Man Posing as Police Officer Targets Female Agents

February 24, 2020

A man claiming to work for the police department in Battle Creek, Mich., is contacting local female real estate agents, telling them that they are in legal trouble and requesting an in-person meeting to discuss the alleged issues. The man called at least seven agents in three hours on Feb. 20; all seven reported the calls to the Battle Creek Police Department.

The fake calls are meant to lure women into potentially dangerous situations, and police are concerned there could be more who have received the calls than is currently known. The Battle Creek Area Association of REALTORS® has issued a warning to its members.

The man who called the agents claimed to be a detective named Todd Elliott. All of the agents he contacted work for Jaqua, REALTORS®, with offices in Battle Creek and Kalamazoo. There is a real Todd Elliott who works as a sergeant for the Battle Creek Police Department, but he says he never made the calls. “What it appears he’s doing is trying to meet up with these women, and whether that’s to rob them, assault them, whatever the case may be, or just harass them, that’s a concern of ours,” Elliott told “Why is this guy calling, trying to impersonate a police officer, and meet unsuspecting women?”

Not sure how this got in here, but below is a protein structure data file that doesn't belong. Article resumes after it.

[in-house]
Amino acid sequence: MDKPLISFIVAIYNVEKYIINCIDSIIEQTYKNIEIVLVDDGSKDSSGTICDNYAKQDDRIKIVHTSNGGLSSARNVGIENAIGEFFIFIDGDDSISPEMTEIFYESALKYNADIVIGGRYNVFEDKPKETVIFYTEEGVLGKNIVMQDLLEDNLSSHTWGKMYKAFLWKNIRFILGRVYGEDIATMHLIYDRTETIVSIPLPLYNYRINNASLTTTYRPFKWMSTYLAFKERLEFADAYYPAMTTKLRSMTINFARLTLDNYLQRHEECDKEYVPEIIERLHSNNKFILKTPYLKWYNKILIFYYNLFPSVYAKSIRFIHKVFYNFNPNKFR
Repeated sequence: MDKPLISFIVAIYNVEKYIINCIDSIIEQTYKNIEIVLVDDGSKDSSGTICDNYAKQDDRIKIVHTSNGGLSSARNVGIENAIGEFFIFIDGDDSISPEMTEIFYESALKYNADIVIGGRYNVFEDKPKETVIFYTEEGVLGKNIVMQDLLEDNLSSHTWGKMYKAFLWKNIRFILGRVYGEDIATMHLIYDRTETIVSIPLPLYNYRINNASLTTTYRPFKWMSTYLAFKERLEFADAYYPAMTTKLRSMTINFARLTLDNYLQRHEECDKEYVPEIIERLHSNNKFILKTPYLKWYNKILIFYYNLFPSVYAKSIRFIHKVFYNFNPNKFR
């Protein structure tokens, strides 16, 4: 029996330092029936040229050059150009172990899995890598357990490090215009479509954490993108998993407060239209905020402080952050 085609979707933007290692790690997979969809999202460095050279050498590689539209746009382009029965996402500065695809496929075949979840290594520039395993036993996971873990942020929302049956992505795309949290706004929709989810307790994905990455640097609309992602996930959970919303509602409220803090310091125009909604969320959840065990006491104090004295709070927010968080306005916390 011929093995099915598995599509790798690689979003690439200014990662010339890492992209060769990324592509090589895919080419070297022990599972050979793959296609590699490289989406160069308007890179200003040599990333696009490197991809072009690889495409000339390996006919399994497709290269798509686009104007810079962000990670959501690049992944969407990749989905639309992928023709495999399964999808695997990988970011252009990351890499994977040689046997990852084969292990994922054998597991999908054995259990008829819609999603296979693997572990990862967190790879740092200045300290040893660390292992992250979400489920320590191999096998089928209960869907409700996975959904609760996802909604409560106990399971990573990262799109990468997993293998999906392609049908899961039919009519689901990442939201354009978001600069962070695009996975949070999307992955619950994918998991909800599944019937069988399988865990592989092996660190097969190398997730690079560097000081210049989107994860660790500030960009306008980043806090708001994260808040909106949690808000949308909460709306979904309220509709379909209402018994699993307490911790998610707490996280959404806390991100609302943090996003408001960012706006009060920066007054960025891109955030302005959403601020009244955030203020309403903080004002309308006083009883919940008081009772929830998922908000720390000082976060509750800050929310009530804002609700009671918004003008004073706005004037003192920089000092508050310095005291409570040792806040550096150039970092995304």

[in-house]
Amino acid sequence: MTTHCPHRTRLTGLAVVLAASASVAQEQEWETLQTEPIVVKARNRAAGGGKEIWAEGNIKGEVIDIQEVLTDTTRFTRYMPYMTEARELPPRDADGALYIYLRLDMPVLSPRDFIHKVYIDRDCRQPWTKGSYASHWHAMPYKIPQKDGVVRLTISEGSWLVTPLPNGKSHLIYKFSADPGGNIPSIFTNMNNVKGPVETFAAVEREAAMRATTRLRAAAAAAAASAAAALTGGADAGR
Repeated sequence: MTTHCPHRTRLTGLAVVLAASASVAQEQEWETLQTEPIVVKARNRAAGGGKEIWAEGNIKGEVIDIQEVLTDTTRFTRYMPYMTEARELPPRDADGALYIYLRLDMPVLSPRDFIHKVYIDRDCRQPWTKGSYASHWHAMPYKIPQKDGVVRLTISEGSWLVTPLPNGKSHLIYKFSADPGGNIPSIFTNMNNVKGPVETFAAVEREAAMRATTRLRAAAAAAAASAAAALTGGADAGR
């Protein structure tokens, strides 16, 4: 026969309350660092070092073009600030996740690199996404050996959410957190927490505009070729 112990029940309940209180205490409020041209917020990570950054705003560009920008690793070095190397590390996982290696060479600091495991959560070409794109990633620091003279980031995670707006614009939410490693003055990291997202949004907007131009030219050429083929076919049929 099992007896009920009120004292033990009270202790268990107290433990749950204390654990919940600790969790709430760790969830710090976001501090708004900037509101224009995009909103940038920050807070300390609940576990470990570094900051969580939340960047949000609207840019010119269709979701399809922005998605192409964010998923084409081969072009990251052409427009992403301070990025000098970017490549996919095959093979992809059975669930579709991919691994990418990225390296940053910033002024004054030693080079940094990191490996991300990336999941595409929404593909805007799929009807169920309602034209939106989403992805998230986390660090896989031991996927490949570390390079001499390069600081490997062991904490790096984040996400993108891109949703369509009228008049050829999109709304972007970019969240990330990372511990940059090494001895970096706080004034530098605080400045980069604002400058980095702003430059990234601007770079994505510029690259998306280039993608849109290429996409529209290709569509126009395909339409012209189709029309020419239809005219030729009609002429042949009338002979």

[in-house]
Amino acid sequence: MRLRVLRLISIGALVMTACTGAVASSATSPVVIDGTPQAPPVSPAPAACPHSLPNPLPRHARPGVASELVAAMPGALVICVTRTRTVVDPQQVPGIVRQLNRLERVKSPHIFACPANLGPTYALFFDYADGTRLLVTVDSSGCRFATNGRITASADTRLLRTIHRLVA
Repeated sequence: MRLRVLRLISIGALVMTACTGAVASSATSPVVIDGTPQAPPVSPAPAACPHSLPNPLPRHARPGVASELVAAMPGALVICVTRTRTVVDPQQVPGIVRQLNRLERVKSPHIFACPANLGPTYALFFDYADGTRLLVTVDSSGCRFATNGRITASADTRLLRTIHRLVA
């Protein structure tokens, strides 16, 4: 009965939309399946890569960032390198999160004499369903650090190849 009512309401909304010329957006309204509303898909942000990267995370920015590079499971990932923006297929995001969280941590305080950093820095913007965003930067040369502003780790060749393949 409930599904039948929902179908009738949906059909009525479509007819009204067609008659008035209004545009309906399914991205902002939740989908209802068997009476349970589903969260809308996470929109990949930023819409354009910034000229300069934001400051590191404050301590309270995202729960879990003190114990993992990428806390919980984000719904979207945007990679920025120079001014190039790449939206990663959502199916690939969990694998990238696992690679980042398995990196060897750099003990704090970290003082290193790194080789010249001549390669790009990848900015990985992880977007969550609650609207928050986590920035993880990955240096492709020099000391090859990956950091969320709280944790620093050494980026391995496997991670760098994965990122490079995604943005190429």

Elliott warns that scammers usually try to make such fraudulent phone calls to access personal information and money from victims. The fact that the caller in this situation wanted to meet the women in person is particularly alarming since he used an official Battle Creek Police Department phone number and name to make the call, Elliott warns. “It looks like they spoofed our administrative line from our front desk,” Elliott told “We’re working on tracking down exactly where this number came from.”

The seven women who reported the suspicious phone calls to police say they felt something was off during the call. They contacted the Battle Creek Police Department directly to check on the status of the call. “We do not call people and try to solicit money over the phone. We do not call people and threaten arrest,” Elliott says. “We will call people for criminal investigations, but we don’t call people for the sole purpose of saying, ‘You have a warrant and you need to take care of it.’”